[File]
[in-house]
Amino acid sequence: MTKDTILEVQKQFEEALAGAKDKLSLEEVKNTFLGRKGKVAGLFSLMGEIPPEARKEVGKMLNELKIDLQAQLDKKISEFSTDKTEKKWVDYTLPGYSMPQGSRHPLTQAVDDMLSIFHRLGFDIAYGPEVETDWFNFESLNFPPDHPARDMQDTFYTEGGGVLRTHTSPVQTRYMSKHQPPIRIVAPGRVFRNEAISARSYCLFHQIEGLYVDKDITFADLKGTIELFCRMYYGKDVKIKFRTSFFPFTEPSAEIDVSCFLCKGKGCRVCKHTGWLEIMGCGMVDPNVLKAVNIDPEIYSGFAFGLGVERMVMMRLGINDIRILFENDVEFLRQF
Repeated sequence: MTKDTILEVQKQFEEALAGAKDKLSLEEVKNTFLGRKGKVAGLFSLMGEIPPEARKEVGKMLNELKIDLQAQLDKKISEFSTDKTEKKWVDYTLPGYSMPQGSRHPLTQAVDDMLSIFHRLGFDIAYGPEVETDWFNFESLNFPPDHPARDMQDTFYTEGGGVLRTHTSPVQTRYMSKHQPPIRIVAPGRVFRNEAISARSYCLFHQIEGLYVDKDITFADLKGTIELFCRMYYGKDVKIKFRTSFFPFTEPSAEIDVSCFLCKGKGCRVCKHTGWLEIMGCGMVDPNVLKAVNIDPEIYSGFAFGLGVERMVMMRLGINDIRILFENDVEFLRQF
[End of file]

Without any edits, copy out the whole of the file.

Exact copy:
[in-house]
Amino acid sequence: MTKDTILEVQKQFEEALAGAKDKLSLEEVKNTFLGRKGKVAGLFSLMGEIPPEARKEVGKMLNELKIDLQAQLDKKISEFSTDKTEKKWVDYTLPGYSMPQGSRHPLTQAVDDMLSIFHRLGFDIAYGPEVETDWFNFESLNFPPDHPARDMQDTFYTEGGGVLRTHTSPVQTRYMSKHQPPIRIVAPGRVFRNEAISARSYCLFHQIEGLYVDKDITFADLKGTIELFCRMYYGKDVKIKFRTSFFPFTEPSAEIDVSCFLCKGKGCRVCKHTGWLEIMGCGMVDPNVLKAVNIDPEIYSGFAFGLGVERMVMMRLGINDIRILFENDVEFLRQF
Repeated sequence: MTKDTILEVQKQFEEALAGAKDKLSLEEVKNTFLGRKGKVAGLFSLMGEIPPEARKEVGKMLNELKIDLQAQLDKKISEFSTDKTEKKWVDYTLPGYSMPQGSRHPLTQAVDDMLSIFHRLGFDIAYGPEVETDWFNFESLNFPPDHPARDMQDTFYTEGGGVLRTHTSPVQTRYMSKHQPPIRIVAPGRVFRNEAISARSYCLFHQIEGLYVDKDITFADLKGTIELFCRMYYGKDVKIKFRTSFFPFTEPSAEIDVSCFLCKGKGCRVCKHTGWLEIMGCGMVDPNVLKAVNIDPEIYSGFAFGLGVERMVMMRLGINDIRILFENDVEFLRQF